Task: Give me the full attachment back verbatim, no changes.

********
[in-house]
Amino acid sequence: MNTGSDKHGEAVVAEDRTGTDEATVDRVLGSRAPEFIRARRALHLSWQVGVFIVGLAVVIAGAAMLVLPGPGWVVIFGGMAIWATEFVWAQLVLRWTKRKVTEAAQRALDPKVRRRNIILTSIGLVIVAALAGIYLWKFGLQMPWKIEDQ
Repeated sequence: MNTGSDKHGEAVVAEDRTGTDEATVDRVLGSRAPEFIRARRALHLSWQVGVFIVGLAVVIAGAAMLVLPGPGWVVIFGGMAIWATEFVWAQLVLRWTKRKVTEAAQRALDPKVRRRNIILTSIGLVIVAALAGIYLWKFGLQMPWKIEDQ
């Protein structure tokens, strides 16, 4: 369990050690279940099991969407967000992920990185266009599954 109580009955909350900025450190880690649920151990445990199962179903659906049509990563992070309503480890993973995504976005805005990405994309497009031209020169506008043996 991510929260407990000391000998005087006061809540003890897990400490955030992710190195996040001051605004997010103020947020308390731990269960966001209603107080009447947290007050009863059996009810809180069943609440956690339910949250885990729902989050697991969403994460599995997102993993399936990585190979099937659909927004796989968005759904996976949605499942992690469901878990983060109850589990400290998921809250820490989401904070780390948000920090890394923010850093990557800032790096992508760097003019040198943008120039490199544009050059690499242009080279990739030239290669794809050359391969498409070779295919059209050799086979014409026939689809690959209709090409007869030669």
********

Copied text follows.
[in-house]
Amino acid sequence: MNTGSDKHGEAVVAEDRTGTDEATVDRVLGSRAPEFIRARRALHLSWQVGVFIVGLAVVIAGAAMLVLPGPGWVVIFGGMAIWATEFVWAQLVLRWTKRKVTEAAQRALDPKVRRRNIILTSIGLVIVAALAGIYLWKFGLQMPWKIEDQ
Repeated sequence: MNTGSDKHGEAVVAEDRTGTDEATVDRVLGSRAPEFIRARRALHLSWQVGVFIVGLAVVIAGAAMLVLPGPGWVVIFGGMAIWATEFVWAQLVLRWTKRKVTEAAQRALDPKVRRRNIILTSIGLVIVAALAGIYLWKFGLQMPWKIEDQ
């Protein structure tokens, strides 16, 4: 369990050690279940099991969407967000992920990185266009599954 109580009955909350900025450190880690649920151990445990199962179903659906049509990563992070309503480890993973995504976005805005990405994309497009031209020169506008043996 991510929260407990000391000998005087006061809540003890897990400490955030992710190195996040001051605004997010103020947020308390731990269960966001209603107080009447947290007050009863059996009810809180069943609440956690339910949250885990729902989050697991969403994460599995997102993993399936990585190979099937659909927004796989968005759904996976949605499942992690469901878990983060109850589990400290998921809250820490989401904070780390948000920090890394923010850093990557800032790096992508760097003019040198943008120039490199544009050059690499242009080279990739030239290669794809050359391969498409070779295919059209050799086979014409026939689809690959209709090409007869030669």